Artists' royalties a controversial idea
Once upon a time there was an artist who lived in a garret.
He, or possibly she, was starving. So they sold some paintings for not very much money.
One day, an evil dealer got hold of that work and sold it again for thousands. The artist died. Going, going - gone, but never forgotten by the secondary art market.
Every fairytale needs a hero and a villain. This week an Auckland art gallery is going into battle for the resurrection of the Artists Resale Royalties debate.
It's a scheme that was first mooted in 2007. Back then, the plan was to pay artists, or their surviving dependants, 5 per cent of any second-time round sales of their work. The idea got as far as a proposed bill to Parliament, but in March 2009, following a change in government and a select committee majority recommendation, the bill was dumped.
Now, Depot Artspace has emerged as the scheme's newest champion. In a widely circulated brochure promoting its exhibition Pre-loved, Re-loved, the Devonport-based community arts centre notes that since New Zealand abandoned the debate, 20 more countries have introduced resale royalties.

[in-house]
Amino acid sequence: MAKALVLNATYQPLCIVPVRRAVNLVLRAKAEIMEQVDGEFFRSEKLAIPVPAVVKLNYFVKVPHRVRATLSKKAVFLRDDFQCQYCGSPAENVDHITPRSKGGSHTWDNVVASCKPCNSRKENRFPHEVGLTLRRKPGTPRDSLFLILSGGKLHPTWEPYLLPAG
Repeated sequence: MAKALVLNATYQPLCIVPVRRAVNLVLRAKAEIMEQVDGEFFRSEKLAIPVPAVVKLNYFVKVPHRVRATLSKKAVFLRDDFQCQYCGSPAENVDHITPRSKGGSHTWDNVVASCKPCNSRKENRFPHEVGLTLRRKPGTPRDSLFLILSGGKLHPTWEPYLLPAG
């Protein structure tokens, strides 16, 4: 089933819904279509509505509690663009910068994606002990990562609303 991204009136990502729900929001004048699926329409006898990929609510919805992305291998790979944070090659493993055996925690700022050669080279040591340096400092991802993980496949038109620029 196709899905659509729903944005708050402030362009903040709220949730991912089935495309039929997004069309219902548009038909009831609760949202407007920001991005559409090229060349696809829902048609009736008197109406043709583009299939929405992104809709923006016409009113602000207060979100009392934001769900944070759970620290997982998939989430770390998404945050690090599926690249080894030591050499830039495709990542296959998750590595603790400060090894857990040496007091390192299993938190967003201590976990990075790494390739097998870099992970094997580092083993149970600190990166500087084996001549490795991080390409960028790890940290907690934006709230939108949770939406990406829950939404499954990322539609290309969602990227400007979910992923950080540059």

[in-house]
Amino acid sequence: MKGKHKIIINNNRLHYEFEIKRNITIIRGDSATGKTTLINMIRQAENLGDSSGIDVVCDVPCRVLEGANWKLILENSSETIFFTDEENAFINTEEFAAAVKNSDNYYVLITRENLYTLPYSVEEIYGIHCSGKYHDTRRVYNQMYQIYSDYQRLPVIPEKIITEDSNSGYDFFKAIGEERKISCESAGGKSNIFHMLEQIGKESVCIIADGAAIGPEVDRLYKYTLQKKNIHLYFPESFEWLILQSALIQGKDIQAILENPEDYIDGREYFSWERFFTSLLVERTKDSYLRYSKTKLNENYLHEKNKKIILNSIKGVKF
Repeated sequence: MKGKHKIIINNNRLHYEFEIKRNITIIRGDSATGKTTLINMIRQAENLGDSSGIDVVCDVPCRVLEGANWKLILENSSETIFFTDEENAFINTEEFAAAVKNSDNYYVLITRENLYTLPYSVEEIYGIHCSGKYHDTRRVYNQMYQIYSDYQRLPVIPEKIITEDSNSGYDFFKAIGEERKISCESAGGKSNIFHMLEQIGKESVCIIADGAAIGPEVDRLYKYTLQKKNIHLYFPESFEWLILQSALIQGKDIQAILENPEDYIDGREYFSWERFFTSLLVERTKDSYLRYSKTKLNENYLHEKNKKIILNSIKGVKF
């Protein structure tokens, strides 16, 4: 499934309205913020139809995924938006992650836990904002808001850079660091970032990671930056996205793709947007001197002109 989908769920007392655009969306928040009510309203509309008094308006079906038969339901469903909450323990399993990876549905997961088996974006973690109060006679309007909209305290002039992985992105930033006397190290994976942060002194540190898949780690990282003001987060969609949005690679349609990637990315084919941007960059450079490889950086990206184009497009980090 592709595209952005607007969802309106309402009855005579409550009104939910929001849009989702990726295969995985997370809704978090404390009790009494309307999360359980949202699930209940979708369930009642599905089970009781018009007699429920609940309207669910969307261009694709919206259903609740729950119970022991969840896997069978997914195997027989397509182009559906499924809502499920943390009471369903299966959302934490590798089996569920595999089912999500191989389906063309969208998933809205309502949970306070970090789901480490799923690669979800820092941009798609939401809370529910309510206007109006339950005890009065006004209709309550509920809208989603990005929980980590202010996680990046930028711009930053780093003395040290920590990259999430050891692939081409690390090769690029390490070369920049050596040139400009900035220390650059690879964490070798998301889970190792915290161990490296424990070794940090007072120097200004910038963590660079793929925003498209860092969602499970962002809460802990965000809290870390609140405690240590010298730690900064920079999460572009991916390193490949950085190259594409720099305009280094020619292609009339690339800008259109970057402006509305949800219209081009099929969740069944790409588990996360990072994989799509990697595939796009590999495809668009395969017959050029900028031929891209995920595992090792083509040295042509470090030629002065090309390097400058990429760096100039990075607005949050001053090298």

"Over this time too, the growth in the secondary arts market has mushroomed, with an increasing number of outlets turning over millions of dollars worth of sales. It's a cruel fact that none of this wealth accrues to the artists whose work is being sold."
Linda Blincko, Depot Artspace's creative co-ordinator, says there is a "vast infrastructure" that makes money from artists. "Artists shouldn't be at the bottom of that heap."
Whether they need the royalty or not, Blincko says they have a right to it, in the way that musicians, writers and other creative people do.
"This is a real support to this incredible cultural environment, that we really need to nurture in any way we can."
Depot Artspace's new show will feature 79 works, including some to be sold at silent auction, with the gallery promising a 5 per cent royalty on anything that goes for more than $1000.
The catalogue runs from the likes of Barry Cleavin and Sylvia Siddell, to Peter Robinson, Marilyn Webb and Richard McWhannell. "What we're hoping is this exhibition will resurrect and invigorate the dialogue," says Blincko. "But it is quite an emotive topic. Some artists feel that there's an attitude amongst some politicians that this is artists putting their hands out, and there are some that don't want to be seen in that light. It's so personal, and it's so subjective."
She's not kidding.
"Greedy. Immensely greedy," says Grahame Sydney, Otago-based painter and photographer.
According to Sydney, a sale is a sale. "A firm, final contract between two parties - the implicit agreement being 'I will give you this thing I have made in return for this amount of money I have asked for, or we have mutually agreed is fair'. At that point, as with any sale, I relinquish my ownership rights to it.
"What say the value of a work drops from the purchase price? Would it not be fair then to ask the artist to pay the out-of-pocket owner 10 per cent of his loss? If you're going to grab some of the profit of something you no longer own, why not share the loss when that happens?"